Alexandria Digital Research Library

Coherent light-matter interactions of defect spins in solids

Buckley, Bob B.
Degree Grantor:
University of California, Santa Barbara. Physics
Degree Supervisor:
David D. Awschalom
Place of Publication:
[Santa Barbara, Calif.]
University of California, Santa Barbara
Creation Date:
Issued Date:
Physics, Optics, Physics, General, and Physics, Electricity and Magnetism
Stimulated Raman
Coherent population trapping
Spin physics
NV center
Faraday effect
AC Stark
Dissertations, Academic and Online resources
Ph.D.--University of California, Santa Barbara, 2013

The first half of this dissertation focuses on the coherent interactions of single nitrogen-vacancy (NV) center spins in diamond with light and uses this interaction to demonstrate a plethora of single spin control and measurement techniques. Based on the Faraday effect, a new and non-destructive technique to measure the spin state of individual NV centers via the polarization of interacting light was demonstrated. With this same spin-light interaction, light-generated unitary rotations of the spin along the energy eigenstate basis was also demonstrated, a result of the AC Stark effect. Through a theoretical framework, both Faraday and AC Stark responses are described and compared directly with each other, giving insight on unknown experimental conditions and sources of decoherence.

By then forming a $\Lambda$ system in the NV center optical excited state and coherently driving both optical transitions, the NV center spin could be directly polarized into any quantum superposition via coherent population trapping dynamics. By equally-detuning the optical driving fields from resonance, spin rotations about any axis were performed as a result of stimulated Raman transitions. Finally, by measuring the luminescence of the NV center during the CPT interaction, measurement of the NV center spin along any quantum basis was performed, a process which we call dark/bright-state projection. These basis-tunable techniques of optically-based spin control were then applied in succession to perform all-optical measures of NV center spin coherence. The second half of this dissertation focuses on the initial studies of and coherent interactions between new optically-addressable defect spin ensembles in silicon carbide.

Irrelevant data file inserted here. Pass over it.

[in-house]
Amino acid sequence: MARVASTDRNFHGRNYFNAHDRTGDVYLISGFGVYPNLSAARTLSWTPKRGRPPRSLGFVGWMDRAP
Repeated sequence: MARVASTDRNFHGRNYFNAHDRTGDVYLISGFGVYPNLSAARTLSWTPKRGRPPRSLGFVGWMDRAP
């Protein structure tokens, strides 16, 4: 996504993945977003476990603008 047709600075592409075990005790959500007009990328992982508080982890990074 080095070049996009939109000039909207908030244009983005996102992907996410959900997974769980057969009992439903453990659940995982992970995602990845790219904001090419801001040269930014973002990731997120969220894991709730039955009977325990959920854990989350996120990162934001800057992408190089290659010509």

After detailing the optical and spin spectroscopy of six such new defects in 4H SiC discovered by Will Koehl, various measurements of spin coherence (T1, T2, T2*) for these defects are described, as well as their temperature dependence. Excitingly, the spin coherence times measured are comparable to those of diamond NV centers, motivating their study as quantum-coherent systems in solids. Optically-addressable, spin-coherent defects are then observed and studied in both 6H and 3C polytypes of SiC, and the results compared between polytypes. Enabled by the existence of multiple spin species in the 6H polytype, double electron-electron resonance (DEER) was performed between pairs of distinct spin species. Analysis of the DEER response set limits on the otherwise unknown spin concentrations and optically-induced spin polarization fidelity for these defects.

Physical Description:
1 online resource (154 pages)
UCSB electronic theses and dissertations
Catalog System Number:
Inc.icon only.dark In Copyright
Copyright Holder:
Bob Buckley
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